03-26-2003, 07:02 PM
I agree, but don't tell um. Would probibly scare the devel out of um.
04-12-2003, 09:08 AM
Publication:Arkansas Democrat-Gazette; Date:Saturday, April 12, 2003 ; Section:Home & Garden; Page:45
OTUS THE HEAD CAT
Vicious two-toed sloth terrorizing Hot Springs
"We were barking up the wrong tree. Literally."
That was Hot Springs City Manager Kent Myers’ explanation of the most recent futile search for the alleged cougar that has been terrorizing the city in recent months.
Since December, the city’s Deanwood subdivision northeast of the Hot Springs Country Club has been the site of dog maulings, big-cat sightings and, in one bizarre case, a man arrested for criminal impersonation of a sasquatch.
The bigfooted miscreant, Rick Bellamy, had his charges reduced to second-degree civil roguery. He was fined $100 plus court costs and sentenced to 50 hours of community service cleaning bathhouses in Gulpha Gorge Campground.
Hot Springs has spared almost no expense to discover what has been prowling the hills and ravines of the city’s rugged eastern areas.
"We haven’t caught anything yet but a ’possum," Myers said Thursday. "Granted, it was one heckuva big ’possum, but hardly big enough to maul any dogs."
Hot Springs animal control has set out numerous snares, and city officials have brought in professional trappers and other experts — all to no avail.
About a half-dozen residents have reported seeing or hearing a possible cougar in the area. Mountain lions, thought to be extinct in Arkansas, can grow to be 200 pounds.
Now, thanks to an alert resident of the Deanwood area, officials have their first break in the case.
"We were barking up the wrong tree," Myers said, "because we weren’t looking in the trees anyway."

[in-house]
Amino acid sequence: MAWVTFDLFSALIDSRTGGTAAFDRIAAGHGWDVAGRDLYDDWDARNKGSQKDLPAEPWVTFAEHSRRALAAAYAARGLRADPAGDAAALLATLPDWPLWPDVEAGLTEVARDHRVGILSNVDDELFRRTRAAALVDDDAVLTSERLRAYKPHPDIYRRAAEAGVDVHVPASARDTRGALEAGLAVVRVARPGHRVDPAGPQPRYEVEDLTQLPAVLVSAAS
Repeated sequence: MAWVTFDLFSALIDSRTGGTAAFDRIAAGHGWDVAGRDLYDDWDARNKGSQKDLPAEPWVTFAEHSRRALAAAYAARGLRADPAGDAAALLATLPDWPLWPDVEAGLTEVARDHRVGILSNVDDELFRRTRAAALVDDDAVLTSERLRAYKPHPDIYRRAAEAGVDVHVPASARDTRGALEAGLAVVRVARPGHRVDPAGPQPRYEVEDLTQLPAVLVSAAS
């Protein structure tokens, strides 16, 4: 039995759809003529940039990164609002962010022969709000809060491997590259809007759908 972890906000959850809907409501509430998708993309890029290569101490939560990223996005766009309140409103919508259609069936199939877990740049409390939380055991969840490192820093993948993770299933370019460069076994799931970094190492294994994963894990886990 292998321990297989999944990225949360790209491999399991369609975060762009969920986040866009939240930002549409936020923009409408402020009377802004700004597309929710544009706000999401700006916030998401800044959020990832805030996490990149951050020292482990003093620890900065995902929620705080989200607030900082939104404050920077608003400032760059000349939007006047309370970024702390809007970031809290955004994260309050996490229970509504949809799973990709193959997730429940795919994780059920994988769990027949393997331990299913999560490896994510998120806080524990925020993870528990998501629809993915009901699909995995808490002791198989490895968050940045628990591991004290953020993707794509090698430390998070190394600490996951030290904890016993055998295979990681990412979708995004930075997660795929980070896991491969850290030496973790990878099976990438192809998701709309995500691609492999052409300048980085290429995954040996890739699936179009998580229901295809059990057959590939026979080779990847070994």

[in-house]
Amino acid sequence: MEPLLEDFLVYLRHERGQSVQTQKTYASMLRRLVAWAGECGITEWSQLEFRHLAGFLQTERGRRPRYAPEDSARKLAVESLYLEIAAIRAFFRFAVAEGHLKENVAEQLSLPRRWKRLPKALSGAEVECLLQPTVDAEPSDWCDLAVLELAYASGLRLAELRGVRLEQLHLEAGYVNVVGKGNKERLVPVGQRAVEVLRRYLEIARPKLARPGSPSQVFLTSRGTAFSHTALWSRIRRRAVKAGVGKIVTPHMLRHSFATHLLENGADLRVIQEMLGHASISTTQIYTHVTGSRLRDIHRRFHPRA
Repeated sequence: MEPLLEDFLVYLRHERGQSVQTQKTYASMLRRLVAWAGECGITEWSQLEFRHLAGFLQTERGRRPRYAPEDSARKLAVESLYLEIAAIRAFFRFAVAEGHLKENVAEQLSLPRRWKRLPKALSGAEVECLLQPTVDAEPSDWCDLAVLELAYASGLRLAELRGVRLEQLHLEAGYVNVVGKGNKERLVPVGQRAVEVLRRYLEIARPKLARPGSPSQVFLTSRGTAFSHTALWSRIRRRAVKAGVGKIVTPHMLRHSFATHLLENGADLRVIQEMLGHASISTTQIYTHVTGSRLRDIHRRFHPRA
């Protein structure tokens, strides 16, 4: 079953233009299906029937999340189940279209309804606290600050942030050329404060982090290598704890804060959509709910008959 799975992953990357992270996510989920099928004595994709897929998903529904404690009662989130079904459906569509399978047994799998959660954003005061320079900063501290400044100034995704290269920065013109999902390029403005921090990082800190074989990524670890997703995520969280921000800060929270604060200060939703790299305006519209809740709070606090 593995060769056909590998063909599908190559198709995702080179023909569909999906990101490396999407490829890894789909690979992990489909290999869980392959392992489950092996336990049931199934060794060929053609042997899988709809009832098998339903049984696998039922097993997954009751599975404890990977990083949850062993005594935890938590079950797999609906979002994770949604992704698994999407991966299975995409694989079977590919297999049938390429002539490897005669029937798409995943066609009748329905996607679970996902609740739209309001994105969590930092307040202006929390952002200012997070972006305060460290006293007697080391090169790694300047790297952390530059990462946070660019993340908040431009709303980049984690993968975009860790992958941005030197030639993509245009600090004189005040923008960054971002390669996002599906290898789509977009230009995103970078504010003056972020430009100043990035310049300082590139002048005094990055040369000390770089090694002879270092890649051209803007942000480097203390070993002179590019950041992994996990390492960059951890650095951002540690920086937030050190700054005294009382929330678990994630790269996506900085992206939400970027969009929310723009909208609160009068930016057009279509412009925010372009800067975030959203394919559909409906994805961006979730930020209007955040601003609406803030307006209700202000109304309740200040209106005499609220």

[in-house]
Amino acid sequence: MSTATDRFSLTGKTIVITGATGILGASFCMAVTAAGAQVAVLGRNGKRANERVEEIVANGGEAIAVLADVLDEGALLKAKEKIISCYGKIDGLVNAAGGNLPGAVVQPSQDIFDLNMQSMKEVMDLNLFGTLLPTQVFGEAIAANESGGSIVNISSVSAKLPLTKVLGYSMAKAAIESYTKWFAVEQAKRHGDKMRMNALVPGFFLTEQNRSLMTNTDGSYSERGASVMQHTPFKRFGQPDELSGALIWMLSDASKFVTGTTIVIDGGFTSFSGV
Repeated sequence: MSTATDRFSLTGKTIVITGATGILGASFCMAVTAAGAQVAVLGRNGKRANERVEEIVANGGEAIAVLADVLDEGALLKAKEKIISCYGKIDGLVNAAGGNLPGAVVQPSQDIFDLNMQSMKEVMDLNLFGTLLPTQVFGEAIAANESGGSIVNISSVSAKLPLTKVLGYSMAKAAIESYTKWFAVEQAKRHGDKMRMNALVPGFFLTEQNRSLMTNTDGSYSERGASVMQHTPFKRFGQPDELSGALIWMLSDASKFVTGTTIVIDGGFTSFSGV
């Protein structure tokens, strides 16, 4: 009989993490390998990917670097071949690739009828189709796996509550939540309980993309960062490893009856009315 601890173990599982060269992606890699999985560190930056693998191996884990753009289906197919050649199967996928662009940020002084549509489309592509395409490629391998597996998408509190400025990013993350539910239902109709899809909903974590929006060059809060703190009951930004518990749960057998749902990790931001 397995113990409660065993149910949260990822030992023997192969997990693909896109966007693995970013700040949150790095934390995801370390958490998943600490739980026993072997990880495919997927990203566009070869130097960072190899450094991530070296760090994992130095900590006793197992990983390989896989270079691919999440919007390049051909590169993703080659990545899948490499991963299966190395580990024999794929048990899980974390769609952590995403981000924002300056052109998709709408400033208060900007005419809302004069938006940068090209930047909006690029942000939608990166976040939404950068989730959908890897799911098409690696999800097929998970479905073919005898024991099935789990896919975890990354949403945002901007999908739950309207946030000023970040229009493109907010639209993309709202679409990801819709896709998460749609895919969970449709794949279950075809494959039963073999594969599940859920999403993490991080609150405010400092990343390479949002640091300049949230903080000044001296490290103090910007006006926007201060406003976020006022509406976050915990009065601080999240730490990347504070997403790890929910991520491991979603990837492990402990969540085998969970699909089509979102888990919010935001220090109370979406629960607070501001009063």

Officials now have photographic evidence that the creature they’re looking for is a rare, but vicious, two-toed sloth. The much more docile three-toed sloth has three toes on its forelimbs.
"How a two-toed sloth, which normally lives in Central and South America, got to Hot Springs is anybody’s guess," Myers said. "But our experts tell me this is one of the particularly nasty megalonychidae choloepus variety."
Myers said this species of sloth "can gut you like a fish" with its wickedly curved, 6-inch, razor-sharp claws.
The normally arboreal creature can grow to 6 feet long and weigh more than 180 pounds.
"I wouldn’t want to encounter one in a dark alley," Myers said. Local veterinarians Bobby Ward and Brian Peters said they had never treated a sloth at their clinics, but have spoken with Central American colleagues who have.
"You don’t go near one of those rascals unless it’s heavily sedated," Peters said. "They can gut you like a fish."
"Like a big fish," Ward agreed. According to Little Rock Zoo director Mike Blakely, the twotoed sloth may be slow, but can be vicious when provoked.
"They pounce upon their prey from the trees," Blakely said. "They’ve been known to remain nearly motionless for up to two months, then plop down upon a passing coati-mundi, tapir or kinkajou."
Unfortunately, the sloth’s victims also include hapless humans.
"It’s usually a case of being in the wrong place at the wrong time," Blakely said. "Humans are not the sloth’s normal prey, but its eyesight is notoriously poor. If it senses movement, it’ll pounce first and ask questions later."
Blakely paused and added ominously, "And it can gut you ... like ... a ... fish."
The resident who took the creature’s photo asked to remain anonymous, but he has given authorities the general direction it was slowly traveling.
Officials do not want to alarm the public, but have asked Deanwood residents to keep indoors through this weekend while a massive search is conducted.
Meanwhile, if you are in the Hot Springs area and spot a large two-toed sloth, do notattempt to apprehend it yourself. Call the Hot Springs Sloth Hotline at (501) 954-9994.
Until next time, Kalaka reminds you they can gut you like a fish.
Disclaimer: Fayetteville-born Otus the Head Cat’s column of humorous fabrication appears every Saturday. Email his Owner at: michael_ firstname.lastname@example.org
Hot Springs authorities say this vicious two-toed sloth may be behind recent cougar sightings in the city’s Deanwood subdivision.